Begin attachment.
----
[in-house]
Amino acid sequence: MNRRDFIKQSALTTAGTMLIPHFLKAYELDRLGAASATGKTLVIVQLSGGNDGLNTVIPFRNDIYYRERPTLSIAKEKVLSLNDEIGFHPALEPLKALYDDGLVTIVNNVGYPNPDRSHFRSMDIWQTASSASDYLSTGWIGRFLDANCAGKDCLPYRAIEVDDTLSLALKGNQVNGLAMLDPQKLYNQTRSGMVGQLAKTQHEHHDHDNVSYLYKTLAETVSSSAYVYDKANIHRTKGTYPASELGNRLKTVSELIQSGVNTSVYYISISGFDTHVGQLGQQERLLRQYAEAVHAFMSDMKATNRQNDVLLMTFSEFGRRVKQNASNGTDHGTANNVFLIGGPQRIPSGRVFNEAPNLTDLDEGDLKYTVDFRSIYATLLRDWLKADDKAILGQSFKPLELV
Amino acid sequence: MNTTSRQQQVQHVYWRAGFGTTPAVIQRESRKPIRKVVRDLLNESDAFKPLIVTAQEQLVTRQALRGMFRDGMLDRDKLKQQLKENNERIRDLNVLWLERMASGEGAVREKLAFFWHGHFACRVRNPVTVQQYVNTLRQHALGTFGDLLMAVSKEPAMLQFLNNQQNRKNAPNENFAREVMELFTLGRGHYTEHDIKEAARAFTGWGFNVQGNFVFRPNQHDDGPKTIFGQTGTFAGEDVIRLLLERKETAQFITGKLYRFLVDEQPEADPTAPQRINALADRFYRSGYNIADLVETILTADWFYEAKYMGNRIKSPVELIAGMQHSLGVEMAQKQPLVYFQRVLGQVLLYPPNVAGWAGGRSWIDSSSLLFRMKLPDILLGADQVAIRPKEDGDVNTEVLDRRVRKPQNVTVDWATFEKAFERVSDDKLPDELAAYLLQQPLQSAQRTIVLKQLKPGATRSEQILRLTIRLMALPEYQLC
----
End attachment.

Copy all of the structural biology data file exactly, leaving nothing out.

[in-house]
Amino acid sequence: MNRRDFIKQSALTTAGTMLIPHFLKAYELDRLGAASATGKTLVIVQLSGGNDGLNTVIPFRNDIYYRERPTLSIAKEKVLSLNDEIGFHPALEPLKALYDDGLVTIVNNVGYPNPDRSHFRSMDIWQTASSASDYLSTGWIGRFLDANCAGKDCLPYRAIEVDDTLSLALKGNQVNGLAMLDPQKLYNQTRSGMVGQLAKTQHEHHDHDNVSYLYKTLAETVSSSAYVYDKANIHRTKGTYPASELGNRLKTVSELIQSGVNTSVYYISISGFDTHVGQLGQQERLLRQYAEAVHAFMSDMKATNRQNDVLLMTFSEFGRRVKQNASNGTDHGTANNVFLIGGPQRIPSGRVFNEAPNLTDLDEGDLKYTVDFRSIYATLLRDWLKADDKAILGQSFKPLELV
Amino acid sequence: MNTTSRQQQVQHVYWRAGFGTTPAVIQRESRKPIRKVVRDLLNESDAFKPLIVTAQEQLVTRQALRGMFRDGMLDRDKLKQQLKENNERIRDLNVLWLERMASGEGAVREKLAFFWHGHFACRVRNPVTVQQYVNTLRQHALGTFGDLLMAVSKEPAMLQFLNNQQNRKNAPNENFAREVMELFTLGRGHYTEHDIKEAARAFTGWGFNVQGNFVFRPNQHDDGPKTIFGQTGTFAGEDVIRLLLERKETAQFITGKLYRFLVDEQPEADPTAPQRINALADRFYRSGYNIADLVETILTADWFYEAKYMGNRIKSPVELIAGMQHSLGVEMAQKQPLVYFQRVLGQVLLYPPNVAGWAGGRSWIDSSSLLFRMKLPDILLGADQVAIRPKEDGDVNTEVLDRRVRKPQNVTVDWATFEKAFERVSDDKLPDELAAYLLQQPLQSAQRTIVLKQLKPGATRSEQILRLTIRLMALPEYQLC